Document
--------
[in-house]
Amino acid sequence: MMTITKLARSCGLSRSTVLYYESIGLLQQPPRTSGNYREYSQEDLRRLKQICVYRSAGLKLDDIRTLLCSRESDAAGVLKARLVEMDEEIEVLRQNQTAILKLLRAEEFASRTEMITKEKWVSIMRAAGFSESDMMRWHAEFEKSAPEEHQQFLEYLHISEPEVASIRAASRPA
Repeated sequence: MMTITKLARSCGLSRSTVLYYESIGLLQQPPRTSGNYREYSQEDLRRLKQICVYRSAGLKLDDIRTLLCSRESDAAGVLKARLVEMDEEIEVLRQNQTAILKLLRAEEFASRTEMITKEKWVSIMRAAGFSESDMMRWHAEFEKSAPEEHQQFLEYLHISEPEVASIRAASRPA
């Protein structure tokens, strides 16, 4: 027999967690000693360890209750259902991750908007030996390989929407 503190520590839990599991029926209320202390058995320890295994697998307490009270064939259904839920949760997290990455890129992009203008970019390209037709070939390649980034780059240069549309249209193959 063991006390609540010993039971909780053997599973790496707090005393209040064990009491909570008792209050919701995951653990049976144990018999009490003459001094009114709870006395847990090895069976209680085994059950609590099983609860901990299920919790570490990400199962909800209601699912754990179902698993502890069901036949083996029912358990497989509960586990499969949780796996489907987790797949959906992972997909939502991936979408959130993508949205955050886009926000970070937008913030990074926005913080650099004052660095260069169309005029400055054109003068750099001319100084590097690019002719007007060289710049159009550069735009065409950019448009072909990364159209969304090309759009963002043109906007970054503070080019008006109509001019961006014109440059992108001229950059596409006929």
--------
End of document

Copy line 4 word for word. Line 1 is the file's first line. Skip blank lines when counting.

């Protein structure tokens, strides 16, 4: 027999967690000693360890209750259902991750908007030996390989929407 503190520590839990599991029926209320202390058995320890295994697998307490009270064939259904839920949760997290990455890129992009203008970019390209037709070939390649980034780059240069549309249209193959 063991006390609540010993039971909780053997599973790496707090005393209040064990009491909570008792209050919701995951653990049976144990018999009490003459001094009114709870006395847990090895069976209680085994059950609590099983609860901990299920919790570490990400199962909800209601699912754990179902698993502890069901036949083996029912358990497989509960586990499969949780796996489907987790797949959906992972997909939502991936979408959130993508949205955050886009926000970070937008913030990074926005913080650099004052660095260069169309005029400055054109003068750099001319100084590097690019002719007007060289710049159009550069735009065409950019448009072909990364159209969304090309759009963002043109906007970054503070080019008006109509001019961006014109440059992108001229950059596409006929």